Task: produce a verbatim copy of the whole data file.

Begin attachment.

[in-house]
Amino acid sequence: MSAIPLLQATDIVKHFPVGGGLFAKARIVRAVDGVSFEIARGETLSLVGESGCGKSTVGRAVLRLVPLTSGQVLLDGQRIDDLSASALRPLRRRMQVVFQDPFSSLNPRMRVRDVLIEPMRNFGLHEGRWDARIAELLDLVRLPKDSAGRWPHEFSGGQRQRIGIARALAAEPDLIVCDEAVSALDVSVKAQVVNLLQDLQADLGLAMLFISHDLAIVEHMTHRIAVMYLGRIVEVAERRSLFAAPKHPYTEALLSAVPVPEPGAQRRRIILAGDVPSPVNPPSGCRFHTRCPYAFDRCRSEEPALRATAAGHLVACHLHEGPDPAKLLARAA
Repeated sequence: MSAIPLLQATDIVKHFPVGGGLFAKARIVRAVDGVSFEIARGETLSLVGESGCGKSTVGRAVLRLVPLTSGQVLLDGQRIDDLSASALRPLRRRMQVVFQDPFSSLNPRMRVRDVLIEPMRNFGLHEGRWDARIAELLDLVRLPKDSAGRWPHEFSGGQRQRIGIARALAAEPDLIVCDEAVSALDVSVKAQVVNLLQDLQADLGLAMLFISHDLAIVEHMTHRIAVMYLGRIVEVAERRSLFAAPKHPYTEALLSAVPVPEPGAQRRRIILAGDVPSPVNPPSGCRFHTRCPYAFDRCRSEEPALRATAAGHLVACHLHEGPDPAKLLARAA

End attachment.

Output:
[in-house]
Amino acid sequence: MSAIPLLQATDIVKHFPVGGGLFAKARIVRAVDGVSFEIARGETLSLVGESGCGKSTVGRAVLRLVPLTSGQVLLDGQRIDDLSASALRPLRRRMQVVFQDPFSSLNPRMRVRDVLIEPMRNFGLHEGRWDARIAELLDLVRLPKDSAGRWPHEFSGGQRQRIGIARALAAEPDLIVCDEAVSALDVSVKAQVVNLLQDLQADLGLAMLFISHDLAIVEHMTHRIAVMYLGRIVEVAERRSLFAAPKHPYTEALLSAVPVPEPGAQRRRIILAGDVPSPVNPPSGCRFHTRCPYAFDRCRSEEPALRATAAGHLVACHLHEGPDPAKLLARAA
Repeated sequence: MSAIPLLQATDIVKHFPVGGGLFAKARIVRAVDGVSFEIARGETLSLVGESGCGKSTVGRAVLRLVPLTSGQVLLDGQRIDDLSASALRPLRRRMQVVFQDPFSSLNPRMRVRDVLIEPMRNFGLHEGRWDARIAELLDLVRLPKDSAGRWPHEFSGGQRQRIGIARALAAEPDLIVCDEAVSALDVSVKAQVVNLLQDLQADLGLAMLFISHDLAIVEHMTHRIAVMYLGRIVEVAERRSLFAAPKHPYTEALLSAVPVPEPGAQRRRIILAGDVPSPVNPPSGCRFHTRCPYAFDRCRSEEPALRATAAGHLVACHLHEGPDPAKLLARAA